Thursday, July 22, 2004

RMA myths

Jeanette Fitzsimons has a good editorial about the RMA in today's Herald, in which she thoroughly trashes the right-wing mythology surrounding the Act. Almost all consents are granted (without notification, to boot), and only a tiny fraction go all the way to the Environment Court; growth has been high and unemployment low for the past four years, so what's the evidence that the RMA is "deterring investment and blocking growth"?

There are similar problems with the mythology around "national interest" projects. The RMA already allows central government to provide guidance to local government on such matters, and even allows them to "call in" projects of national significance - but these processes haven't been widely used. Why not? Some of it is bad memories of "Think Big", but a large part is almost certainly the desire to provide a "level playing field" and avoid criticism for "picking winners" - not to mention businesses lining up at the Minister's door for special treatment, and the resulting allegations of corrupt behaviour and favortism that would inevitably accompany such a process... Labour wants to avoid this, just as National did

In fact, the current bout of whinging over the RMA is just the latest incarnation of the business lobby's disatisfaction with having a Labour, rather than a National, government. First it was "business confidence", then it was the government's "failure" to gain an FTA with the US (one that never was, and never will be, on offer), and now it's the RMA; in all cases its pretty much independent of the underlying facts. These people will never be satisfied unless the government benches are full of compliant Dead White Males dancing to Treasury's tune, and so we might as well ignore them.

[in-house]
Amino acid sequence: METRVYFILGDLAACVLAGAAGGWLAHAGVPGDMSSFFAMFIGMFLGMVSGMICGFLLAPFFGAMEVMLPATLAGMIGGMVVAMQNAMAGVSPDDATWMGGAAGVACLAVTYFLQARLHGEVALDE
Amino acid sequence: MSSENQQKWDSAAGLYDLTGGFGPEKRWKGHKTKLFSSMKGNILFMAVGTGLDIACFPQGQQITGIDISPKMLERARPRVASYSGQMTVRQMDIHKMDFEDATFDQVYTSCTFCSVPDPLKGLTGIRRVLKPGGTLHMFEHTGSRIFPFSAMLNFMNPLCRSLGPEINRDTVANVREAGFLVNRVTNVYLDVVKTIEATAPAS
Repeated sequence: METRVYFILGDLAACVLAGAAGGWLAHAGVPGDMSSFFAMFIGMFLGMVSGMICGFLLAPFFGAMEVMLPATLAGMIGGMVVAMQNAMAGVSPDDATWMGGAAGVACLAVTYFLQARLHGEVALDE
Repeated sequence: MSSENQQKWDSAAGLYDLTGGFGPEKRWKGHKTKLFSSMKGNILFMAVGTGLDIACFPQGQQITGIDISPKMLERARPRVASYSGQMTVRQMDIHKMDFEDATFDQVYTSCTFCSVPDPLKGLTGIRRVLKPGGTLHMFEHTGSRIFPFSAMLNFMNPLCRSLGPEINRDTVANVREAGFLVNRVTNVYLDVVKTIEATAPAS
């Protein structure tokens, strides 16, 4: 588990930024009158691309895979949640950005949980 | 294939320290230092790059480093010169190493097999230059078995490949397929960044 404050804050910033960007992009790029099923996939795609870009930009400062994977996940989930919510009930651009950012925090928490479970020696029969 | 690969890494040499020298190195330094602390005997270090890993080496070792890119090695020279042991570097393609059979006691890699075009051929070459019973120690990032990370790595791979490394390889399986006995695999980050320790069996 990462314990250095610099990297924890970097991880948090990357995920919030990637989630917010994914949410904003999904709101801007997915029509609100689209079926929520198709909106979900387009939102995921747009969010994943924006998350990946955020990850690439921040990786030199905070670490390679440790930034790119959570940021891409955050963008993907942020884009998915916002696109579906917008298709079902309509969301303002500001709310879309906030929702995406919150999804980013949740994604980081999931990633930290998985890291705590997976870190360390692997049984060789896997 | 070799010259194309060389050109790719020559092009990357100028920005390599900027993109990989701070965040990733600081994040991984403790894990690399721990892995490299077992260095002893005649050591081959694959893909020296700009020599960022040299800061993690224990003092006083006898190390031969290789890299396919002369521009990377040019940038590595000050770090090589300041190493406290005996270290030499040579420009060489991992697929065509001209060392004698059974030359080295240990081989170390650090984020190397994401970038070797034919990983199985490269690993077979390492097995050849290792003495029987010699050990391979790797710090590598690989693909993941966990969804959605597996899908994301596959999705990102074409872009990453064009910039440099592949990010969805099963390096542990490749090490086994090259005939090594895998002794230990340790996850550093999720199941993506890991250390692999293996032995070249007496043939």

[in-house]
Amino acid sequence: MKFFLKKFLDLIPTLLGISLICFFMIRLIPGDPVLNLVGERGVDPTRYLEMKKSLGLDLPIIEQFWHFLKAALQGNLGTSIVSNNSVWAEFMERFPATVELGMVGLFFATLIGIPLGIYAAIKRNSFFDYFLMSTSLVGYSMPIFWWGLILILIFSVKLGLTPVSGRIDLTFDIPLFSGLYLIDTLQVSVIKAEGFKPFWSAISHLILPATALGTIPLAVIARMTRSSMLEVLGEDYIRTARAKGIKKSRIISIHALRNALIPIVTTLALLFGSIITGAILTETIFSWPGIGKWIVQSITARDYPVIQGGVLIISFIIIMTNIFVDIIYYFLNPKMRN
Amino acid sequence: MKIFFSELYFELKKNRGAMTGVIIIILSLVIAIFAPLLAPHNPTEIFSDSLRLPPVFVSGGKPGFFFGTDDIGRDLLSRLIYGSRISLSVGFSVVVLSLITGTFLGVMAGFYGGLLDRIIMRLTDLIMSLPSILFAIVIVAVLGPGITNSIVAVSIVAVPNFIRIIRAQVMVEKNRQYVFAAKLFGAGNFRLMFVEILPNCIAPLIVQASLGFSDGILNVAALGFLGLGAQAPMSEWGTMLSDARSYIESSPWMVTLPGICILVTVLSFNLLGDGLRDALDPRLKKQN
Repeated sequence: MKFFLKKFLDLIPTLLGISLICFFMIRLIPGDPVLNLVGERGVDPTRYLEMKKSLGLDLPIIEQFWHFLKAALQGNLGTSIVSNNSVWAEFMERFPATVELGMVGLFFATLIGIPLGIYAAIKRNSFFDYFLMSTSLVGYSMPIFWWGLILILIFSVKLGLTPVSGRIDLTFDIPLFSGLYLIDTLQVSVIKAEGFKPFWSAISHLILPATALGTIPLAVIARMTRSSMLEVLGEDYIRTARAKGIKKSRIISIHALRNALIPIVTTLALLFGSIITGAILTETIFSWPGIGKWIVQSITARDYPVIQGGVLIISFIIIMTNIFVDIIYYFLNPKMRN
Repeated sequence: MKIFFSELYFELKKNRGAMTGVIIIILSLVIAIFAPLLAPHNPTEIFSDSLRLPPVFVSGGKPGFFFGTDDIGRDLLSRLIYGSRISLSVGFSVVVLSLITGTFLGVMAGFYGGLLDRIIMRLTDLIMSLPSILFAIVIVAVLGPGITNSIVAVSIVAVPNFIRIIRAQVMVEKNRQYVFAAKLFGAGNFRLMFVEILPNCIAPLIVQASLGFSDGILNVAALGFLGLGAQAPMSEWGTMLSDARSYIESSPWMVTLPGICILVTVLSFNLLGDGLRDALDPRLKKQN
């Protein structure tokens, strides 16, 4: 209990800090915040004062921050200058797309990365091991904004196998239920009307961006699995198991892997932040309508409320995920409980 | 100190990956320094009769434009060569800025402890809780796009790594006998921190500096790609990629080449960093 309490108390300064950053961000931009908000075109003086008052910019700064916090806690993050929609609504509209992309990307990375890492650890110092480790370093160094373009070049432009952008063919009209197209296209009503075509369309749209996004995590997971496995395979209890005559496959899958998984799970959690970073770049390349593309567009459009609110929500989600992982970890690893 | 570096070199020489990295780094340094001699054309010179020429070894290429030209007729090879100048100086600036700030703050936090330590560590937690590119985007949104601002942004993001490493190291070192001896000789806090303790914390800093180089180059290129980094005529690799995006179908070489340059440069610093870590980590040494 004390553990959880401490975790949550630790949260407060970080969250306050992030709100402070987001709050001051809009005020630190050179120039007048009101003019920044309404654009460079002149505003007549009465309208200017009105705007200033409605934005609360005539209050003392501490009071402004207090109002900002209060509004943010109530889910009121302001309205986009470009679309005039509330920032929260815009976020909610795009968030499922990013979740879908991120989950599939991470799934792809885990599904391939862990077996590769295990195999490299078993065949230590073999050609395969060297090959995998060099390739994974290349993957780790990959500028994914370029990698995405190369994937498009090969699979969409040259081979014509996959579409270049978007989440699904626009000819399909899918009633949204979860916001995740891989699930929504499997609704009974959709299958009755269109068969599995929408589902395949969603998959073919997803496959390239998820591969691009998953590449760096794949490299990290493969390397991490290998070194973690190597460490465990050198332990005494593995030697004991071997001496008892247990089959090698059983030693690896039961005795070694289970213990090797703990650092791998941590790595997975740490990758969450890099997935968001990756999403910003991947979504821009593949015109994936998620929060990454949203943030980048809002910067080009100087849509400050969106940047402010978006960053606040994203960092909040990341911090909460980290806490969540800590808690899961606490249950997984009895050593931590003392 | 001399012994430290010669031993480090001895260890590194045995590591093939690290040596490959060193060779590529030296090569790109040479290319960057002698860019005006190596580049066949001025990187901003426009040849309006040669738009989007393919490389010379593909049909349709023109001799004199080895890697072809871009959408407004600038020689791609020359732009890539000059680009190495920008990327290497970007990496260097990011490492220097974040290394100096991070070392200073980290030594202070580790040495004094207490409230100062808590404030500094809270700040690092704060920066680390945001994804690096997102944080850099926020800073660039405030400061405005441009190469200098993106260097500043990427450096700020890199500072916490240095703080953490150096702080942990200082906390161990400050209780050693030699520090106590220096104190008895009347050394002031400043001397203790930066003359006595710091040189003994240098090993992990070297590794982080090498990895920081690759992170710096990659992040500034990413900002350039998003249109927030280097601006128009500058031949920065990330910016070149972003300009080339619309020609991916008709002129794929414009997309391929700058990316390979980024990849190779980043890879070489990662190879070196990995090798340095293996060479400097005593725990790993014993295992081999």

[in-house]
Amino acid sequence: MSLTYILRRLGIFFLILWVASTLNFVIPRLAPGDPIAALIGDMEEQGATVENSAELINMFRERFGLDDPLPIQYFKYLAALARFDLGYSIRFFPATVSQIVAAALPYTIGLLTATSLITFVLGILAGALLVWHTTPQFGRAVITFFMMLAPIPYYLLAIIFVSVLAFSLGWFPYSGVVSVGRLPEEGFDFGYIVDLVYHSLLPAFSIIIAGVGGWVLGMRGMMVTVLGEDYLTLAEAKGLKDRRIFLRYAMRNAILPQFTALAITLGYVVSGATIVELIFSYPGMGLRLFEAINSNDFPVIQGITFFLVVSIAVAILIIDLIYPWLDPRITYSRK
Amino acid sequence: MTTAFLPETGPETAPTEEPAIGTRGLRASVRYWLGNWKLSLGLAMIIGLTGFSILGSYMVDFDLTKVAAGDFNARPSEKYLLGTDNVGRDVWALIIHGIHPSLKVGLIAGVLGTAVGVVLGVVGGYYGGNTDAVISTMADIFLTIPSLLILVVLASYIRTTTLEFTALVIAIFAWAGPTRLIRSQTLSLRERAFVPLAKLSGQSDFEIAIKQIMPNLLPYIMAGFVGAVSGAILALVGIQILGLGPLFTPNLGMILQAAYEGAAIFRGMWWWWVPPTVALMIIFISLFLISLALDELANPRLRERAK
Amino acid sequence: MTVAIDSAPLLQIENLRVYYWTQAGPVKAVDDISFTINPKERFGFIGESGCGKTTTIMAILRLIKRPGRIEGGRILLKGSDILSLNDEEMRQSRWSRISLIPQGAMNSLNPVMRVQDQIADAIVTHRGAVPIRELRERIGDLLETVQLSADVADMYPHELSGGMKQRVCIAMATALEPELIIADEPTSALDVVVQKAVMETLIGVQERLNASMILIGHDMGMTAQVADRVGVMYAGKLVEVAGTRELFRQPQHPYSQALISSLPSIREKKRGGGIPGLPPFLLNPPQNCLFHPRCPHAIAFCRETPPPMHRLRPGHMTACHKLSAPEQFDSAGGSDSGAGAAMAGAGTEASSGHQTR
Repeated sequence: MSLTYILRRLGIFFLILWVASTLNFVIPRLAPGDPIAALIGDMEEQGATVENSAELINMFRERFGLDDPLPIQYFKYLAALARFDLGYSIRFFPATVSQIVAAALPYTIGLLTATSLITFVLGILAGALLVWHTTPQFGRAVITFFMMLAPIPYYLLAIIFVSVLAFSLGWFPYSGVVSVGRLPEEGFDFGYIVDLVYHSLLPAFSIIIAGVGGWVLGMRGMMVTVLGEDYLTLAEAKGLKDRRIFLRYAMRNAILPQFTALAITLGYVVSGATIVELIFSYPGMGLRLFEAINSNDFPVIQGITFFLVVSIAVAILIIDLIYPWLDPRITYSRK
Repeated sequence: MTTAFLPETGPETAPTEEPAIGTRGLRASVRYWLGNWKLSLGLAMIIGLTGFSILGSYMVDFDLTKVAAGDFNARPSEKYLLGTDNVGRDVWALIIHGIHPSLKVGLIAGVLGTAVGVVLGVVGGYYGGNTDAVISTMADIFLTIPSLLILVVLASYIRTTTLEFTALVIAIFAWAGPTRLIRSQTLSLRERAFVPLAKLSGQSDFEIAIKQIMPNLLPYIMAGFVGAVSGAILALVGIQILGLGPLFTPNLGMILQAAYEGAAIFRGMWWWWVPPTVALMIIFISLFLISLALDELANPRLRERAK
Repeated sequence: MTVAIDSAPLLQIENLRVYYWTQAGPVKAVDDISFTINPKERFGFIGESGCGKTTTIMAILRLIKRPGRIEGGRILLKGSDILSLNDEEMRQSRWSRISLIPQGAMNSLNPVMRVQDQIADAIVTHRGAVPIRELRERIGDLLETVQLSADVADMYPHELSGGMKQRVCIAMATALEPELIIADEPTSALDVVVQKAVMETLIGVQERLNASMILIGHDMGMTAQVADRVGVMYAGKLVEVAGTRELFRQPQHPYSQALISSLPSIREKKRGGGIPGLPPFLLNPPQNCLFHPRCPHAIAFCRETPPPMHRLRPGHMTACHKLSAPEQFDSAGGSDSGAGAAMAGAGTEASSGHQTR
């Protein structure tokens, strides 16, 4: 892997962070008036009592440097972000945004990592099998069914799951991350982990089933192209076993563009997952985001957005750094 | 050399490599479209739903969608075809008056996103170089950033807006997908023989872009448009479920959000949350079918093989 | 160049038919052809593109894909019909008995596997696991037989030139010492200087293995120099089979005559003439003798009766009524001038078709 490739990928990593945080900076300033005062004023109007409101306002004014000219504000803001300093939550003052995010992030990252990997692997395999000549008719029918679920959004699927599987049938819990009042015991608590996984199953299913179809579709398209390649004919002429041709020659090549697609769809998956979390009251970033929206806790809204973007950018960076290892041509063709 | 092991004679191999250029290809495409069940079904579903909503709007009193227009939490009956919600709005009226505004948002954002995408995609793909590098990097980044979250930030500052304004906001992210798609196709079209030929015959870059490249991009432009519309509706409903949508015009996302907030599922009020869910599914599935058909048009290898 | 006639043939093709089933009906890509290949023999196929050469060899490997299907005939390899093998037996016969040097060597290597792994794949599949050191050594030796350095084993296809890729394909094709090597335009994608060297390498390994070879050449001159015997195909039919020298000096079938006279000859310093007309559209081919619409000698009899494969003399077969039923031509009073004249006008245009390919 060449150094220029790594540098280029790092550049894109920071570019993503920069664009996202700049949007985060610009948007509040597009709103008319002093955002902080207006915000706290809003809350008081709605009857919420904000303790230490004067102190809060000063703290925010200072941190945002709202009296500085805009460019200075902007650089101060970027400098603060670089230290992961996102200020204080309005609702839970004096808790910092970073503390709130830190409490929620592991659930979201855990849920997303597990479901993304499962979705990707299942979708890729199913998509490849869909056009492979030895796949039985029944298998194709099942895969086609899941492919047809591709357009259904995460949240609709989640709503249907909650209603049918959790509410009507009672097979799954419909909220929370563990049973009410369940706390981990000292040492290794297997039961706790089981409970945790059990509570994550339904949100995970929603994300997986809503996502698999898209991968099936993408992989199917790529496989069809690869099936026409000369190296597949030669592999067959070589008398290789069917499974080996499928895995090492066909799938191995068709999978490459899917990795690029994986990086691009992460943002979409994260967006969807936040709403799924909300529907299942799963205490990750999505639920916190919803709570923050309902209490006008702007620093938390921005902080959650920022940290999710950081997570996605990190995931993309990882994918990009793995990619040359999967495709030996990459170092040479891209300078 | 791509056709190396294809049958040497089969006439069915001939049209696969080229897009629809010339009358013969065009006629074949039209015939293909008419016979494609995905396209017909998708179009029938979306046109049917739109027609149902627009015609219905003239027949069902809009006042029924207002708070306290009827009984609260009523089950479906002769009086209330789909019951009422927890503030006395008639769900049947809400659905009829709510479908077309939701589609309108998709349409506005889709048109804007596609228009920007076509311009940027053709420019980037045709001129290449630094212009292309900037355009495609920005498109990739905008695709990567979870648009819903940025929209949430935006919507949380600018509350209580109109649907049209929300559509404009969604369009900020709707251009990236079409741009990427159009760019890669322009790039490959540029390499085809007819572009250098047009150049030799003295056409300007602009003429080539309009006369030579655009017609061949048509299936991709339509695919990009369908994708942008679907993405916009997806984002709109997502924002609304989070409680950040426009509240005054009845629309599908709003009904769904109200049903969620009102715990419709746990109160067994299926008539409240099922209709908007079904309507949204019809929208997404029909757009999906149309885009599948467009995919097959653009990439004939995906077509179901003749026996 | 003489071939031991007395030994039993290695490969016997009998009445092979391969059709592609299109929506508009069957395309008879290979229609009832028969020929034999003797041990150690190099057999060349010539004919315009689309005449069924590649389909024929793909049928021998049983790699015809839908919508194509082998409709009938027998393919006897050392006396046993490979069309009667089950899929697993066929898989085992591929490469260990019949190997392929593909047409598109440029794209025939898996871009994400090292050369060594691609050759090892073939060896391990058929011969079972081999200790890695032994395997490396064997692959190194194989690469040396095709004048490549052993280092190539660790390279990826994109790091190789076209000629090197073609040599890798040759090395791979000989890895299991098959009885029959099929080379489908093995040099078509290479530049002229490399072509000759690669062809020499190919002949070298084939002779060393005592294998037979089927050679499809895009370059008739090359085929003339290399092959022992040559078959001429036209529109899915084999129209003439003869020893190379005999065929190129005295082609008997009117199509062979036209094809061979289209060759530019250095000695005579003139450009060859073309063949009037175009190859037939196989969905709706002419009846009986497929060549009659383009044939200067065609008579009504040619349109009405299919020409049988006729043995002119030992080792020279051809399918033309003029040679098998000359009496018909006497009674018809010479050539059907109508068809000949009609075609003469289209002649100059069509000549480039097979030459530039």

The core principle of the RMA is that local communities should have a say over development which affects them. Propertarian absolutists will never be satisfied with this, but it's a good basis to start from, and any changes which move away from this idea - for example by reducing the need for notification, or limiting the ability of people to make a submission or access the Environment Court - would be a grave mistake.